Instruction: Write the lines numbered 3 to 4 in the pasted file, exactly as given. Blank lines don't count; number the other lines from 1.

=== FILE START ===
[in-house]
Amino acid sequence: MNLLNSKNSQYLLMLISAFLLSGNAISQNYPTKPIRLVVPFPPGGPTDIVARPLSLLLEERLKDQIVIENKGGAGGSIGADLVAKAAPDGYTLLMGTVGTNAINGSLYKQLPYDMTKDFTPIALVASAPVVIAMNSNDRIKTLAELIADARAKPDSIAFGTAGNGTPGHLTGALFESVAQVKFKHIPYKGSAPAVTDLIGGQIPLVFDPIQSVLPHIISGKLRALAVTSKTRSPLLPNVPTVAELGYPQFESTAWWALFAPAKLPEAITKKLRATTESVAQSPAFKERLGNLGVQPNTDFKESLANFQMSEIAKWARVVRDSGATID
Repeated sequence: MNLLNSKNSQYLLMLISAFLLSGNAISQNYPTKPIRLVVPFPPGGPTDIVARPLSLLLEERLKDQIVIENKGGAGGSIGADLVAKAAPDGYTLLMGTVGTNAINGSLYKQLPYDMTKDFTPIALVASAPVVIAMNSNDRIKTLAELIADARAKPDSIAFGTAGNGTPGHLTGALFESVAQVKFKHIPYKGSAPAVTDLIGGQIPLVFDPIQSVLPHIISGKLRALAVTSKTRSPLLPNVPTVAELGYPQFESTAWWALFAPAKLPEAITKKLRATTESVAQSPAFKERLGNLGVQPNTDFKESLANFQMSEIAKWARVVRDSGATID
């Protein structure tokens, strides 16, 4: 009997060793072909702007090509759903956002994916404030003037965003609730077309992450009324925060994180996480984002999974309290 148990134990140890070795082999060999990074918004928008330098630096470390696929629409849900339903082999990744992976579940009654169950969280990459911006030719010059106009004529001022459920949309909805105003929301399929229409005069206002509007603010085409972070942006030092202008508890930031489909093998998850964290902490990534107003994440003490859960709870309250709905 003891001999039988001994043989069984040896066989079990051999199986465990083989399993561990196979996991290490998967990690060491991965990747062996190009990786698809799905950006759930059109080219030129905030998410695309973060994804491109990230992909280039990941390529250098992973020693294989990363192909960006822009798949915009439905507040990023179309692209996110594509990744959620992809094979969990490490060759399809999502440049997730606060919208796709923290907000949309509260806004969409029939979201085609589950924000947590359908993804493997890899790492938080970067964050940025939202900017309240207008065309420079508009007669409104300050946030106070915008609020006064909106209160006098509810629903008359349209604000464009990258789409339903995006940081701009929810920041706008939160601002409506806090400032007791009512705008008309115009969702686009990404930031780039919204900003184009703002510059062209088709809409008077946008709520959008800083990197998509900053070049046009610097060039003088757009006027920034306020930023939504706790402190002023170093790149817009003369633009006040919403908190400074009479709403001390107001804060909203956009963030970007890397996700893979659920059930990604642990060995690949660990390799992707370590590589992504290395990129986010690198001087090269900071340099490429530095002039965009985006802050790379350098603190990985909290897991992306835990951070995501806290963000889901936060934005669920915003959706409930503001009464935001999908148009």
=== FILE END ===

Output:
Repeated sequence: MNLLNSKNSQYLLMLISAFLLSGNAISQNYPTKPIRLVVPFPPGGPTDIVARPLSLLLEERLKDQIVIENKGGAGGSIGADLVAKAAPDGYTLLMGTVGTNAINGSLYKQLPYDMTKDFTPIALVASAPVVIAMNSNDRIKTLAELIADARAKPDSIAFGTAGNGTPGHLTGALFESVAQVKFKHIPYKGSAPAVTDLIGGQIPLVFDPIQSVLPHIISGKLRALAVTSKTRSPLLPNVPTVAELGYPQFESTAWWALFAPAKLPEAITKKLRATTESVAQSPAFKERLGNLGVQPNTDFKESLANFQMSEIAKWARVVRDSGATID
């Protein structure tokens, strides 16, 4: 009997060793072909702007090509759903956002994916404030003037965003609730077309992450009324925060994180996480984002999974309290 148990134990140890070795082999060999990074918004928008330098630096470390696929629409849900339903082999990744992976579940009654169950969280990459911006030719010059106009004529001022459920949309909805105003929301399929229409005069206002509007603010085409972070942006030092202008508890930031489909093998998850964290902490990534107003994440003490859960709870309250709905 003891001999039988001994043989069984040896066989079990051999199986465990083989399993561990196979996991290490998967990690060491991965990747062996190009990786698809799905950006759930059109080219030129905030998410695309973060994804491109990230992909280039990941390529250098992973020693294989990363192909960006822009798949915009439905507040990023179309692209996110594509990744959620992809094979969990490490060759399809999502440049997730606060919208796709923290907000949309509260806004969409029939979201085609589950924000947590359908993804493997890899790492938080970067964050940025939202900017309240207008065309420079508009007669409104300050946030106070915008609020006064909106209160006098509810629903008359349209604000464009990258789409339903995006940081701009929810920041706008939160601002409506806090400032007791009512705008008309115009969702686009990404930031780039919204900003184009703002510059062209088709809409008077946008709520959008800083990197998509900053070049046009610097060039003088757009006027920034306020930023939504706790402190002023170093790149817009003369633009006040919403908190400074009479709403001390107001804060909203956009963030970007890397996700893979659920059930990604642990060995690949660990390799992707370590590589992504290395990129986010690198001087090269900071340099490429530095002039965009985006802050790379350098603190990985909290897991992306835990951070995501806290963000889901936060934005669920915003959706409930503001009464935001999908148009």